At this point we have all the carbons and bromines needed for the tetrabromoanthracene, all that needs to be done is to make the rings on the ends. To do this they simply heat the compound in a high-pressure bomb. This is an example of a double Bergman cyclization, which can occur when you have an alkene with two alkyne groups attached to it - an "enediyne." This is a radical mechanism in which each of the alkynes donates one electron to make a new carbon carbon bond and close the ring. This produces a diradical. The cyclohexadiene is added as a hydrogen donor: when it donates two hydrogen atoms to the anthracene molecule the cyclohexadiene is converted to benzene.
Anthracene can undergo many of the same Electrophilic Aromatic Substitution reactions that are routine for benzene, but selectiviely modifying only the "end" positions is very difficult - the other positions on the rings are much more reactive - especially the middle 9 and 10 positions. So usually, any new additions end up in the 9 and 10 positions preferentially. To get around this the somewhat counterintuitive solution is: don't start with anthracene.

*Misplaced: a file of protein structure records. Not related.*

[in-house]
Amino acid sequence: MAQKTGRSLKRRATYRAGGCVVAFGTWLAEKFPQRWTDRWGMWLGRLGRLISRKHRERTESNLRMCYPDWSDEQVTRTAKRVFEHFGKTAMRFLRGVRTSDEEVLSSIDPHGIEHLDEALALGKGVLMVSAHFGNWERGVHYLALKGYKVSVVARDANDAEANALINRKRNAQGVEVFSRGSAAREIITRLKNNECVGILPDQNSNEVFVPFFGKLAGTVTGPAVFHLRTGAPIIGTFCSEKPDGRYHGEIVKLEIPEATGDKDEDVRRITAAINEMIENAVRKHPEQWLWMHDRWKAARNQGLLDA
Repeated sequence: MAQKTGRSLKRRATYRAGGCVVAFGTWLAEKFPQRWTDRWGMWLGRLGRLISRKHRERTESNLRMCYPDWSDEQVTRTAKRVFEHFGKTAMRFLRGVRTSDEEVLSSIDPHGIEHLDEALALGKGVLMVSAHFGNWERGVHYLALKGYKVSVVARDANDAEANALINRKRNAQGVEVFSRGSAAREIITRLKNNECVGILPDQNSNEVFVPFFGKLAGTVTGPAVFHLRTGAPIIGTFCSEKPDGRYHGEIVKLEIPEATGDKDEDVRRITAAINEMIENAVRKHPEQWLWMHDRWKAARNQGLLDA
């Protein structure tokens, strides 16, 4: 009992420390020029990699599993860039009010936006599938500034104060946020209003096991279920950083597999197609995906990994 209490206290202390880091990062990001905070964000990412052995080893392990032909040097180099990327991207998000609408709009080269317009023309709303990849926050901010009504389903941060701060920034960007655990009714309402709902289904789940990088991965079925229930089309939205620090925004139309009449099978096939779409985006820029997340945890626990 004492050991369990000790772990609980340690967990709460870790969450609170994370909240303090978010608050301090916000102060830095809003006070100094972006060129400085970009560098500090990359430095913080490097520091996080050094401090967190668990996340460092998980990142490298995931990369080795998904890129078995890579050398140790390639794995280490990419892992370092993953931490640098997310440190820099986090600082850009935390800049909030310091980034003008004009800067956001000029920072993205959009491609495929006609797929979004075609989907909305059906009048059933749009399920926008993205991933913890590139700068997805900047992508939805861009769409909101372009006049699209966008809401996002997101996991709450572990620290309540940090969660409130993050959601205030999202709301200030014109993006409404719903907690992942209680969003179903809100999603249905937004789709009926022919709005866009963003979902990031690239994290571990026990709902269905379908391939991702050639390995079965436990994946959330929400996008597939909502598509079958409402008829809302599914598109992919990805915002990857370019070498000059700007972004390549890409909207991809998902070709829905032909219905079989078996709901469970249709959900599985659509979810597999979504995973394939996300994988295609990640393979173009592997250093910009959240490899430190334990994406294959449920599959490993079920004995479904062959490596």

Christian Schäfer, Friederike Herrmann, Jochen Mattay (2008). Synthesis of 2,3,6,7-tetrabromoanthracene Beilstein Journal of Organic Chemistry, 4 DOI: 10.3762/bjoc.4.41
Monday, November 24, 2008
I have three main goals in writing for this blog. First of all I want to write about chemistry that I think is really interesting in a way that is accessible to anyone with an interest in science, in particular the students in my classes. Second, since I spend all of my time with college students, I'll write about things that I think might be helpful for them as students. Finally, for my own edification I plan to write about current research in chemistry.
Two sites that made a big impression on me in starting this blog are Mike Kaspari's blog Getting Things Done in Academia, and Researchblogging.org. Dr. Kaspari is a biologist who writes advice for grad students in biology, but his advice is good for any student. Unfortunately he hasn't been posting much this semester, I hope to see more from him soon. Researchblogging.org is a web site that collects blog posts about peer-reviewed research in all areas of science. I recommend both sites highly.
Sunday, November 23, 2008
Monday, November 10, 2008
Saturday, November 8, 2008
How do you know if a compound will be a mutagen before you test it. Before you even make it?